Fwd: Re: Byatt on Potter
Melissa at Proffitt.com
Mon Jul 14 23:59:56 EDT 2003
On Sat, 12 Jul 2003 22:37:19 +0100, minnow at belfry.org.uk wrote:
>>A friend of mine suggested once
>>that while fantasy/SF/genre fiction is about answering the question posed,
>>literary fiction is about phrasing the question correctly. If he's right,
>>then that means it takes a completely different kind of reading to
>>appreciate such fiction.
>Is there anything about deciding which questions are worth posing, I wonder?
I imagine that comes down to the individual. The author writes about what
he chooses; the reader decides which writings are relevant to her. And on
some level the publisher decides which are going to sell copies. So
ultimately you have books which some people embrace and others despise. But
just like in the fantasy or SF genres, certain works of literary fiction are
widely admired/read and others reach only a niche market. What literary
novelists fail to recognize is that theirs is a genre just like all the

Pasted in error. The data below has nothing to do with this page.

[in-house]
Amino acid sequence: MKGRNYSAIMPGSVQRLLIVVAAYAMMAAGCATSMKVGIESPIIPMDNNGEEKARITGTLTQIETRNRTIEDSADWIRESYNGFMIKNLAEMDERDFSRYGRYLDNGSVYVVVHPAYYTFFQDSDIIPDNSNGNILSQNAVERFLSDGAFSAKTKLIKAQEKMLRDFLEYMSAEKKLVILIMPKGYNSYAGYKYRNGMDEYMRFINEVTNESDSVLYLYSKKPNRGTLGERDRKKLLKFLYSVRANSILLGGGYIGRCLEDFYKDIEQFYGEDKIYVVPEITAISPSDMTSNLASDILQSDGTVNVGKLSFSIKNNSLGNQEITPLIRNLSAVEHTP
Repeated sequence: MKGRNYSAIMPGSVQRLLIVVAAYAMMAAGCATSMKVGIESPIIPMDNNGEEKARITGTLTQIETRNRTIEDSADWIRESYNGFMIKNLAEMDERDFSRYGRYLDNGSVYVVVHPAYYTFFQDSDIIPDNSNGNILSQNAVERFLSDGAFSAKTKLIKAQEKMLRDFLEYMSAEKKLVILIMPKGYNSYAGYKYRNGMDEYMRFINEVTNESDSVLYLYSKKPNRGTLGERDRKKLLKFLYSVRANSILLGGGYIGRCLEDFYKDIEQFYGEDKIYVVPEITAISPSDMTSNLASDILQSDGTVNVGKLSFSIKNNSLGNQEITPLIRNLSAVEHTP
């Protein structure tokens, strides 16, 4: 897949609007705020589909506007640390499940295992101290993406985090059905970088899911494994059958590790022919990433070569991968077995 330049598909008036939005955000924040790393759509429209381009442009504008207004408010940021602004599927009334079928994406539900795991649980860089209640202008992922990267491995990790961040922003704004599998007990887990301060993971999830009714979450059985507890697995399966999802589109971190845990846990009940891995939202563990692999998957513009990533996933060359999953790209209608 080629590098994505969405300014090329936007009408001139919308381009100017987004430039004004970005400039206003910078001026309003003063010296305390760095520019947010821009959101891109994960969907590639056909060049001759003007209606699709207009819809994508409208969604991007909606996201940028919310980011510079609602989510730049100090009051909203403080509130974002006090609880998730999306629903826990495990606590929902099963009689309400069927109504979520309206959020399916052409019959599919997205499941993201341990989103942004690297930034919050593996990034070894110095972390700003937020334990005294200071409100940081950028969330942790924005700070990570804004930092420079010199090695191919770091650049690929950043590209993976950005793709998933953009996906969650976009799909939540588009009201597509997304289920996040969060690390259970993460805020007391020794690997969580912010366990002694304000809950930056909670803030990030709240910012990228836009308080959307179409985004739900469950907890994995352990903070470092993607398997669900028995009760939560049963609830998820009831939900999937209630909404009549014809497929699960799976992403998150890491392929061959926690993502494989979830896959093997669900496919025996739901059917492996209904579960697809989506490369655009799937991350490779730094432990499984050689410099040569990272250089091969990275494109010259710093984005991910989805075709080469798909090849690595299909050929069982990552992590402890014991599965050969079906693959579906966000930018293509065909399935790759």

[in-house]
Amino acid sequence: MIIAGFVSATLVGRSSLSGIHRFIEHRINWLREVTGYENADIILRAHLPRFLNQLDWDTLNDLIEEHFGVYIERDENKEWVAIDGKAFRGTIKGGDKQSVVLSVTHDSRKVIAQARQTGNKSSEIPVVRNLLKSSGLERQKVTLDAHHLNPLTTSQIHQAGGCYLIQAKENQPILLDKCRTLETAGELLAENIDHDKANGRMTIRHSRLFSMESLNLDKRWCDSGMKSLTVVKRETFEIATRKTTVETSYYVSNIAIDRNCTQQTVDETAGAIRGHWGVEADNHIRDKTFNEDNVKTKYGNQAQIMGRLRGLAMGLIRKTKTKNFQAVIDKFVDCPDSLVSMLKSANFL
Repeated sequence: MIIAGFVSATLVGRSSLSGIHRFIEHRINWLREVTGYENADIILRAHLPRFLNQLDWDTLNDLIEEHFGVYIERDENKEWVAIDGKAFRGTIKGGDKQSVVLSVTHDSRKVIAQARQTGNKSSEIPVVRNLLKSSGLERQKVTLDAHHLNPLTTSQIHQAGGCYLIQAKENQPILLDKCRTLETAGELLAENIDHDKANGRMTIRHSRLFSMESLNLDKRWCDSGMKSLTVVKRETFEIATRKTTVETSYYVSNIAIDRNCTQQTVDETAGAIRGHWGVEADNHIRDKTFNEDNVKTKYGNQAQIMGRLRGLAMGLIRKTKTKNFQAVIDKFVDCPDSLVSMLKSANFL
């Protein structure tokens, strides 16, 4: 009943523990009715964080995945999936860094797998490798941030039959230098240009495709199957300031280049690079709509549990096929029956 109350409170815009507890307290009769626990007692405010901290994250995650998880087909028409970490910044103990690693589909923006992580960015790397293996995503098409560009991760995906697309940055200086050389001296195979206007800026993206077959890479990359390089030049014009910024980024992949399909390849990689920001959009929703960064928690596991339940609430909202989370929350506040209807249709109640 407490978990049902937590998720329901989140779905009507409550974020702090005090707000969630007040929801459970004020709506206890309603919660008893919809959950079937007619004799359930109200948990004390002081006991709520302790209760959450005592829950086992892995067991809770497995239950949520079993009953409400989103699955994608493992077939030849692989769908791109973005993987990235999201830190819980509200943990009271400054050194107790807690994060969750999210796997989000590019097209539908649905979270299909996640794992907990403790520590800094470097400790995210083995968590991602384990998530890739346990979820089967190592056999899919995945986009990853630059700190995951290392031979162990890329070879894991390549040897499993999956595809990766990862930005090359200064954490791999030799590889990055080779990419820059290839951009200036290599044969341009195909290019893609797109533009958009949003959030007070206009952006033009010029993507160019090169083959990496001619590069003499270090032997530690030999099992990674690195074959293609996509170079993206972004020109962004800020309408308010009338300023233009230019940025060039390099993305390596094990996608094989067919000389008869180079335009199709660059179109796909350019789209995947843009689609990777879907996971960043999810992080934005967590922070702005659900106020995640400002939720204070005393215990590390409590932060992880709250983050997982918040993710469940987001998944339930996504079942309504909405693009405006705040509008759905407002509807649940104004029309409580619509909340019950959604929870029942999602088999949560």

others. Many of them (and many critics) perceive such books as "true"
literature and everything else as "genre." It may take a completely
different kind of reading--there's far more crossover of readers of fantasy
and SF and mystery and historical and thrillers than there is between
literary fiction and any of the above--but one can still identify the
defining characteristics which must be present in order for a book to
qualify as literary.
Anyway, I'm going to take a crack at Tracy Chevalier's _Girl With a Pearl
Earring_. Just as soon as I read about ten other *real* books. :)
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